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Taking stock

What makes this new way of investing possible is the proliferation of digital platforms which carry minimal brokerage charges and offer a no-frills service; no research reports, stock recommendations or sector analysts here!

SNS | New Delhi |

High liquidity in global stock markets combined with the accommodative stance taken by central banks of the major economies has led to the phenomenon of so-called Robin Hood investors ~ retail, usually younger investors with smaller budgets willing to take a punt on unconventional and/or beaten-down scrips.

What makes this new way of investing possible is the proliferation of digital platforms which carry minimal brokerage charges and offer a no-frills service; no research reports, stock recommendations or sector analysts here! Relying on volatile stock markets or cryptocurrencies is a gamble in any case, goes the logic, so why not have some fun in the process without risking too much capital, especially with the possibility of a jackpot (if one is very, very lucky) on the horizon.

It’s a bit like buying a lottery ticket though there is an element of skill involved in researching sectors and listed companies as well as picking stocks. The USA, the mother market as it were, was where it all started but India too has seen an exponential rise in retail investors ever since the March-April 2020 Covid-19 induced stock market crash with a low interest regime aiding the shift of money from savings accounts, fixed deposits and the like to the bourses.

It is a risky game but one an increasing number of people seem willing to play given the looming economic uncertainty save in sectors such as IT. In other parts of the world, however, fractional investments in areas ranging from livestock to limited-edition Rolex watches too are in vogue with the expectation, believe it or not, of somewhat stable returns when compared to stock market blue chips.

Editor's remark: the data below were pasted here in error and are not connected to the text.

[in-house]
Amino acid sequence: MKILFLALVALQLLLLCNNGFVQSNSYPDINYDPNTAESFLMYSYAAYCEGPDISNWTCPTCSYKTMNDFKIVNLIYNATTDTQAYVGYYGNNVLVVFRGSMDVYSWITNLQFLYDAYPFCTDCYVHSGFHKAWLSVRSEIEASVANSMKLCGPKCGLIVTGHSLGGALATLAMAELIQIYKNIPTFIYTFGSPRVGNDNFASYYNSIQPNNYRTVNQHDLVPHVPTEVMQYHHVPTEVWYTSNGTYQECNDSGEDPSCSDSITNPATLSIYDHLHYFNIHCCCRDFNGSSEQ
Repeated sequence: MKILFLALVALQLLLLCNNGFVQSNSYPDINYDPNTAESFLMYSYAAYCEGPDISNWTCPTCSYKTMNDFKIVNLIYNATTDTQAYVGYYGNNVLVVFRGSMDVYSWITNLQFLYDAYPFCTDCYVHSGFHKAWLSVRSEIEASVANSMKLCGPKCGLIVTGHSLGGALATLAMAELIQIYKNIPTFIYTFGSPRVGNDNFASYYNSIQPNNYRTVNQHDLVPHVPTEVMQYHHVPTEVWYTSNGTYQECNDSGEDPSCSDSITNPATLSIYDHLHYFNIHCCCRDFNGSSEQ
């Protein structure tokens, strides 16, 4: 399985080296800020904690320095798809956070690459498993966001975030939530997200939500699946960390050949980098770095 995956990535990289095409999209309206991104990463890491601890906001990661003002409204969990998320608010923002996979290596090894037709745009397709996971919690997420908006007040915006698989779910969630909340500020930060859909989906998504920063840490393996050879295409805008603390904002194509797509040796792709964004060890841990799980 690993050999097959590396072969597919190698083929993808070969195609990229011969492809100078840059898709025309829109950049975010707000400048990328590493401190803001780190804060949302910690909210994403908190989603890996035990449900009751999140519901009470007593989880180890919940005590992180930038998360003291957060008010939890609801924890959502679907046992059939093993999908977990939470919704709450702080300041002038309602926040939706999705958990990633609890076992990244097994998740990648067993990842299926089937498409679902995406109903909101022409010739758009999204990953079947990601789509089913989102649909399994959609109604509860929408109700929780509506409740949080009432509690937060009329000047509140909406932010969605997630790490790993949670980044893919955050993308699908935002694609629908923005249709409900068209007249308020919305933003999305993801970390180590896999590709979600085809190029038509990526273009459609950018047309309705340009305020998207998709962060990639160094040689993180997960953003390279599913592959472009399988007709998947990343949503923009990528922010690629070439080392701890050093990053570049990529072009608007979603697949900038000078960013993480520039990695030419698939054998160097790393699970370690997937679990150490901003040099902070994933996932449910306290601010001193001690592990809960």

In South Korea, for instance, Bancow, a platform for investing in cattle, acts as an intermediary for investors and farms seeking to buy and co-invest in calves. After about two years, full-grown cows are sold at auction and the two investing parties share the profit. The more money investors pour into a cow, the more shares they hold. Meanwhile, farmers chip in for breeding costs. Farmers who pay for A-class fodder are given more shares than others.

A generation tired of worrying about losing money overnight in stocks given the high volatility created by the pandemic and geopolitical flux seems to be gravitating towards stable investment in tangible assets. Rare luxury goods too are finding takers with ‘shares’ in Rolex watches, for example, being bought by investors. A digital platform dedicated to this trade is gaining in popularity; it offers a set of Rolex pieces in which investments can be made to reap potential gains when the pieces are sold six months later.

Demand for such ‘bits and pieces’ investment opportunities has been higher than expected, experts say. There are obvious areas of concern, of course, the primary among them being that unlike traditional financial goods and services that are overseen by the relevant market authorities, such investments are largely dependent on the platforms’ internal protocols for investor protection. Welcome to